Looks like I stirred up a hornet’s nest with my raw feeding column. I think we all get lost sometimes in the science, and forget the logic. There is a lot to be said for scientific research, but you have to take in all of that research and not just pick and choose.
Don’t get me wrong, a dog can live a long, healthy life on kibble. The better the kibble, the better your results, and the safer your pet will be. But there are dangers that can hide in kibble. Many people have decided that those risks far outwheigh any of the potential risks raw foods pose, especially in light of the benefits.
First, dogs are carnivores. They are members of the order carnivora, species Canis Lupus, subspecies Familiaris, and while people want you to think they are radically different than a grey wolf, Canis Lupus, they are not, they are considered a subspecies. A conservative estimate puts 99.8% of a dogs DNA coming from wolves. In domestication, they may have adapted to metabolizing some starches, but their digestive system, from teeth to butt, remains primarily designed to process meat.
Some people say that there is no scientific proof that raw foods are appropriate for dogs. They say that there is only anecdotal evidence that they work, but no proof. How about this for proof. The very fact that dogs exist today says that raw foods are scientifically proven safe and effective, because until the last century, thats what dogs ate. For millenia before kibble, dogs ate raw.
When you really think about kibble dog food, it’s a great leap of faith that what is on the label is what is in the bag. A recent study found 10 of 21 products tested were mislabeled, either containing something not on the label, or not containing something that was. There have been massive recalls for products having inappropriate levels of contaminants, including bacteria like salmonella and toxins like vomitotoxin or melamine, or insufficient or harmful levels of certain vitamins. I’m not saying every bag of kibble is dangerous, but often we are expected to trust a manufacturer, and too often, our pets are exposed to dangers they do not deserve, because someone wanted to shave a few pennies here or there.
From a nutritional standpoint, would you feel confident your children were receiving adequate nutrition from a diet of 100% processed foods? Cereals, hot dogs, processed cheese? Do these scream balanced diet? If they ground them all up into a convenient pellet, would you feed that? Or would you prefer if your kids had some fresh steamed broccoli and carrots, baked chicken breast, fresh pasta?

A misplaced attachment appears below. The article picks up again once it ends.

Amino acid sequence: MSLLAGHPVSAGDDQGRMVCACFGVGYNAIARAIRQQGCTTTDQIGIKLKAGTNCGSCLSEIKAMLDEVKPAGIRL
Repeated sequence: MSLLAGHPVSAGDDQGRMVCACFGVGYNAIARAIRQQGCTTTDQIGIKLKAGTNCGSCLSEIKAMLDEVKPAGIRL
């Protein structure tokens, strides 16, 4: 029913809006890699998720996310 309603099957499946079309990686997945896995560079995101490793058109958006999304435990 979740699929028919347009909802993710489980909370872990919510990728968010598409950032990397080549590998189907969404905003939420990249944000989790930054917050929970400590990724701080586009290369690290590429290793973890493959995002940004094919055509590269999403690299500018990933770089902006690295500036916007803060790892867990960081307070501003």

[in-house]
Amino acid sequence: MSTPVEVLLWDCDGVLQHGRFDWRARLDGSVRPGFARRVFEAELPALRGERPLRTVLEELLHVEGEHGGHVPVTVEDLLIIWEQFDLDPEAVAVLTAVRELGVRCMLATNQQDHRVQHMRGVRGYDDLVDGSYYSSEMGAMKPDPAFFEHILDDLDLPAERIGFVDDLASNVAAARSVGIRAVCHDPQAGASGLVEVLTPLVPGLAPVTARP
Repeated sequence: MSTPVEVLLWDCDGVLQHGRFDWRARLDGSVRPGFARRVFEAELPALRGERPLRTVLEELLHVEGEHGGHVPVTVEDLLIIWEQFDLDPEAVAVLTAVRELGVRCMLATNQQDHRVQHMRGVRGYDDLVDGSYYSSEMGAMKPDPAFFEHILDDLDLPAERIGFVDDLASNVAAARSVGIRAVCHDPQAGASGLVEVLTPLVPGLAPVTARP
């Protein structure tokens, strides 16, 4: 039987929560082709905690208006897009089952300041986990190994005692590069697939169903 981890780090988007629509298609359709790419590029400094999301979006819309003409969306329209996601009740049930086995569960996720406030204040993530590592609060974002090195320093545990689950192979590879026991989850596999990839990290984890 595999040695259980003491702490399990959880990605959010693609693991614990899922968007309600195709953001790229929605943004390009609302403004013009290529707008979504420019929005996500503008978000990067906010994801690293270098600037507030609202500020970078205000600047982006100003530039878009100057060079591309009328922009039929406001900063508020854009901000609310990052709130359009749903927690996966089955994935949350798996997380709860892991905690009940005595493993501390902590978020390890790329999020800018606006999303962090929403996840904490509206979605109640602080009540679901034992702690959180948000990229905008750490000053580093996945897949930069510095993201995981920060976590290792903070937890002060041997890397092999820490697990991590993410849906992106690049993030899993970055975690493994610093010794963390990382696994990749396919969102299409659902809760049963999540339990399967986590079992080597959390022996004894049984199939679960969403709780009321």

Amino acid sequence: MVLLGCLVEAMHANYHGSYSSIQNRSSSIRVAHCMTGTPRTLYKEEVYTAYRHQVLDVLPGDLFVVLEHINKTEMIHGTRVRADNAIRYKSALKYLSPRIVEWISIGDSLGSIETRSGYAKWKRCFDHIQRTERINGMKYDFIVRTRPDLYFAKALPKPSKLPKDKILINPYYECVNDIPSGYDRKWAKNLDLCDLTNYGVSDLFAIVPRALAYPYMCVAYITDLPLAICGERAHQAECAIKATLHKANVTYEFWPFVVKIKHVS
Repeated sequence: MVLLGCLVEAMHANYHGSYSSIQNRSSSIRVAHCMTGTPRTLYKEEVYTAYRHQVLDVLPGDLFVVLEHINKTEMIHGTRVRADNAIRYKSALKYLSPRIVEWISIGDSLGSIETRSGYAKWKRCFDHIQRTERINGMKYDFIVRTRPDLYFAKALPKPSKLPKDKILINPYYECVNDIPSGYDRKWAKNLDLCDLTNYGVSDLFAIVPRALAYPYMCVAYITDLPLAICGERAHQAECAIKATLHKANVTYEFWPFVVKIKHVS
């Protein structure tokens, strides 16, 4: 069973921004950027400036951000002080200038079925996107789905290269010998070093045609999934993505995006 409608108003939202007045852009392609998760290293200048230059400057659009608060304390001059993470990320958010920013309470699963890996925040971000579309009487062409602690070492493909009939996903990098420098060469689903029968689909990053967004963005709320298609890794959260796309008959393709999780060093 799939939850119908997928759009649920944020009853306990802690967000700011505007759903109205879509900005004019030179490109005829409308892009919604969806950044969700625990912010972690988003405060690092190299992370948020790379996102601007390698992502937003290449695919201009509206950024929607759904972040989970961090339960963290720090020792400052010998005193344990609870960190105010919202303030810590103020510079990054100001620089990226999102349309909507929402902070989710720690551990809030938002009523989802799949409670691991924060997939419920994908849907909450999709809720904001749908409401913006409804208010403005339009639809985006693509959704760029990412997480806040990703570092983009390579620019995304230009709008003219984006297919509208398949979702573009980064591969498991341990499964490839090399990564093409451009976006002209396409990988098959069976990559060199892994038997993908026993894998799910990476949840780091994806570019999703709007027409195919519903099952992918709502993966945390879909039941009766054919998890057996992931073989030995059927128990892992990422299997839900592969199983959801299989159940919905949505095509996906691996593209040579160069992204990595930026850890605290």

Raw food is hard to hide things in. You can see the ingredients. If you prepare your own, you know exactly what is there. Do we need to worry about exact vitamin levels? If we put a little work into ensuring a balanced diet using different meats, bones, organs, it is very easy to balance a diet. Maybe not in every bite, as some kibble manufacturers claim to provide, but over time it is far more balanced than most of us will ever find in our diet.
AAFCO sets the minimum standards for pet food nutrition. Many raw diets have passed AAFCO’s testing. If your diet is based generally on one of these, it is easy to deduce it would be balanced too. Because fresh chicken is fresh chicken, whether it is from farm A or farm B, they all have the same nutritional values. It is only once a manufacturer processes it, cooks the vitamins and nutrients out of it, and mixes it with grains or other carbs, that you start having to worry about how nutritious the food is, and how many of the vitamins you need to add back in that were there in the fresh food to start with.
Still unsure or worried about getting enough vitamins or zinc? There are plenty of inexpensive vitamin supplements available for your pets, that you can add to both raw or kibble foods. And there is no reason you can’t add things in on your own. Coconut oil, turmeric, kefir, salmon oil, yogurt, blueberries, the list goes on and on. Maybe not every day, but here and there. Like we do. People food.
Because pets are people too.